Guest Blogger: Assessing 1st Graders with BrainPOP Jr.
Christine Yarzabek’s first grade classroom is a technology integration playground where her students can frequently be found on the SmartBoard, performing research scavenger hunts on their computers, interviewing each other with Flip cameras or practicing for spelling tests on a host of different websites. You can visit her personal blog or follow her on twitter @CYarzy.
BrainPOP Jr. has become an important part of my first grade classroom. When I first started using it, about four years ago, I strictly showed the video clip and we took the quiz together with the use of our Promethean voting eggs (clickers). Now…I find myself assessing my students with BrainPOP Jr. in an entirely different way. We are constantly assessing in our district; whether it be DIBELS, spelling tests, weekly comprehension tests, math tests, and the list goes on and on. This year, I have found myself assessing my students through BrainPOP in multiples subjects. Here are some examples of activities I have done with my first graders.
I just finished up teaching fractions (a very difficult concept for first graders!). I started the lesson by having each student type 2-3 sentences for me to tell me what they already knew about fractions. Click here to see a student sample.
Each year I struggle with ways to teach equal groups. I showed the BrainPOP Jr. movie whole group, and students revisited it during their center time. I post BrainPOP Jr. movies on glogs that I post on my wikispaces page. At the end of our chapter, I revised our math test a bit and instead of doing the problem on making equal groups using paper and pencil, I took the students to the computer lab and had them complete the typeable and printable Draw About It activity from BrainPOP Jr. They were asking to complete this word problem: Moby invited three friends to his party. He gave out 9 balloons. How many balloons did each friend get? Draw your answer. The students had 20 minutes to answer. I was truly surprised with the results! Out of 22 students, 20 of them were able to get the right answer. I really liked how easily the page printed out and I was able to attach their drawing to their written test. The students enjoyed going to the computer lab and I got a much better snapshot of how they were doing in math.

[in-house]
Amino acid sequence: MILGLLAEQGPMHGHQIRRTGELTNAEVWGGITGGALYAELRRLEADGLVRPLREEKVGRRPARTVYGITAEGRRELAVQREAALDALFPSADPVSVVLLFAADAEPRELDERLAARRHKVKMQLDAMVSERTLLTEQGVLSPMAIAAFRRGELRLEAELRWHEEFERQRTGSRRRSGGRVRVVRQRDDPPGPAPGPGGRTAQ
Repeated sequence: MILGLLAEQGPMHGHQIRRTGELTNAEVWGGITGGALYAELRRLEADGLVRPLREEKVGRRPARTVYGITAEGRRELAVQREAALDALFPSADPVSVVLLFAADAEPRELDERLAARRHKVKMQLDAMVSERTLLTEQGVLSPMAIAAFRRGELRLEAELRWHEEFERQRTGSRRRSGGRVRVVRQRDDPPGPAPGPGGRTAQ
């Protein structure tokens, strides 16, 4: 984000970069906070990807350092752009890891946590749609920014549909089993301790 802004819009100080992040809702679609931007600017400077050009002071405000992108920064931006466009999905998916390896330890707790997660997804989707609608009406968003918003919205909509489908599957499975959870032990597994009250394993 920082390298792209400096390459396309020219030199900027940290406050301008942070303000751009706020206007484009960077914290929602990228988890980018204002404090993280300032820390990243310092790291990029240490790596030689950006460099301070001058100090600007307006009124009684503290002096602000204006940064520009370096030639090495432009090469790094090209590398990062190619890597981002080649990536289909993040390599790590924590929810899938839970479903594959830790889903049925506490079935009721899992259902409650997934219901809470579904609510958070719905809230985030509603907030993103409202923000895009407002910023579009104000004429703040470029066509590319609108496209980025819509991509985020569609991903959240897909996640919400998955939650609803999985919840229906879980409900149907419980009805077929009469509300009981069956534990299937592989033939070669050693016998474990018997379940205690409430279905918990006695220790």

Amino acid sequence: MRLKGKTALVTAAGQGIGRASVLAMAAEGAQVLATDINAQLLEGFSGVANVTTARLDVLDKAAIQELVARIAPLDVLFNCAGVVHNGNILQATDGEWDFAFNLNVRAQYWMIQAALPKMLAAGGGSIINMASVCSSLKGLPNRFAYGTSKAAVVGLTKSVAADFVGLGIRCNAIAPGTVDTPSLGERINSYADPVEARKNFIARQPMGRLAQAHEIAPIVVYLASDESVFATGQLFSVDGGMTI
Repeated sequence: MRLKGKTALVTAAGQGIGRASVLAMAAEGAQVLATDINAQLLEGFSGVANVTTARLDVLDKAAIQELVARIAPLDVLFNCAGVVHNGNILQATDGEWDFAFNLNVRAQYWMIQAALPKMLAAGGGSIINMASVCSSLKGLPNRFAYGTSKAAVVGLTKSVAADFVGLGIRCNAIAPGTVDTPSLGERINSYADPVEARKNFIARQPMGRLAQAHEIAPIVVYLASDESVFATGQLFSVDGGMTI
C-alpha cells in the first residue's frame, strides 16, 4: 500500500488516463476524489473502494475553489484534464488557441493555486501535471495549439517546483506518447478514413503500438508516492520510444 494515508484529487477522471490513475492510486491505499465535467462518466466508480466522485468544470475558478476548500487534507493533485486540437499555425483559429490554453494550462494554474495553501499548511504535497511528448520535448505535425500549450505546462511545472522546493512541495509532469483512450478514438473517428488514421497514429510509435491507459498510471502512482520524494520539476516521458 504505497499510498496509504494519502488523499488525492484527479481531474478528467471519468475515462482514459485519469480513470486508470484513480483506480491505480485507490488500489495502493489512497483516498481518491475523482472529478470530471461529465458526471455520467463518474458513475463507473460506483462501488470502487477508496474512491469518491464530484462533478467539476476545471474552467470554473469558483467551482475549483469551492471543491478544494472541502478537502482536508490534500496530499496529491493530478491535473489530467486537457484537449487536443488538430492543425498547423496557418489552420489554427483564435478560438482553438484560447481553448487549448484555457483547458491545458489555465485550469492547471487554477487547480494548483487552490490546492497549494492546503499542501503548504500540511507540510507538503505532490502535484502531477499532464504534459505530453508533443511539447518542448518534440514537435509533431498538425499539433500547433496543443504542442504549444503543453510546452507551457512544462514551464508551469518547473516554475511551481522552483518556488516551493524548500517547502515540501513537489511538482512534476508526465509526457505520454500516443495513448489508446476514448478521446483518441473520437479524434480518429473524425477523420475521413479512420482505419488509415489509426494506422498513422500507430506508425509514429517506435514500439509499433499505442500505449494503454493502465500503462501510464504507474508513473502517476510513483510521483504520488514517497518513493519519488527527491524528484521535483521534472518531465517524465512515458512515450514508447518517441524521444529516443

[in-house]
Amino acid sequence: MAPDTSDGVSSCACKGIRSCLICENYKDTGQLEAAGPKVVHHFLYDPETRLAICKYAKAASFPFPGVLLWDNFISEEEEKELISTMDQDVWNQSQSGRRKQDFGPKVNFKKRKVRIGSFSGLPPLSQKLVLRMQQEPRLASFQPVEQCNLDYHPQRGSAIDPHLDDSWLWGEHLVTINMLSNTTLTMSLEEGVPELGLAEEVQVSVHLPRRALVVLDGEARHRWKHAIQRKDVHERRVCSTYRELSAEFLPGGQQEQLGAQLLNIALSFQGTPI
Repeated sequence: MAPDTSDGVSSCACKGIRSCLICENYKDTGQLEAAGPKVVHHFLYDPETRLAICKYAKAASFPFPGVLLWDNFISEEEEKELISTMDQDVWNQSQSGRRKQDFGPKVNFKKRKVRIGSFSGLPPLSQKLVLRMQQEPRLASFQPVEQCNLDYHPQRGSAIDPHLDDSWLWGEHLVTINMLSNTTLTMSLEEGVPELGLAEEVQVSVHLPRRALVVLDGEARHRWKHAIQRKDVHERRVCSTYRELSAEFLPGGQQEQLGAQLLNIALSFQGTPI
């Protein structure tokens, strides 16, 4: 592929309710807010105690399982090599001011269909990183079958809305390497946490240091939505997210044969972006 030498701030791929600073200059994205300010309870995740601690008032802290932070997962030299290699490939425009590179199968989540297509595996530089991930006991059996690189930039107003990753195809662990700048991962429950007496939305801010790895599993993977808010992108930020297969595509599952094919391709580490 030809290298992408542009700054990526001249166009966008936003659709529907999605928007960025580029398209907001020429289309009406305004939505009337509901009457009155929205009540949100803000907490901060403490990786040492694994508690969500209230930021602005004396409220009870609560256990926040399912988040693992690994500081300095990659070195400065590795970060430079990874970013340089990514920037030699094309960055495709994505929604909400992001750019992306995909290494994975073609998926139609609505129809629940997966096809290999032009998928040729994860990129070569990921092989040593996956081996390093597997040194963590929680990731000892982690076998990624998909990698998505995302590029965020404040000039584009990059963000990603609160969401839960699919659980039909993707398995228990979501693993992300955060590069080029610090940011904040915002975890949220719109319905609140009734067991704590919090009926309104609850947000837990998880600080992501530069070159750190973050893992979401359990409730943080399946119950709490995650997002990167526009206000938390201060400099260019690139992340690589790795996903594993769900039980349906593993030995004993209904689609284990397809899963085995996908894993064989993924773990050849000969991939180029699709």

I love using BrainPOP Jr. across subject areas. We often revisit many of the topics on character, setting, main idea, types of sentences, etc. in reading and writing. In science each year we study parts of a plant. At the end of our unit, students use BrainPOP Jr. to create their own outdoor scenes. Once they are printed, they need to label each part of their flower. This again is another quick assessment that the kids really enjoy!
Overall, BrainPOP Jr. has truly changed the way that I assess my students. I am always trying to find something that doesn’t really feel like a test! My students love Annie and Moby and are always eager to learn with them!Christine Yarzabek Derry Township School District Hershey, Pennsylvania (The sweetest place on earth!)
Have you used BrainPOP or BrainPOP Jr. to assess your students? Share your ideas and strategies by commenting below.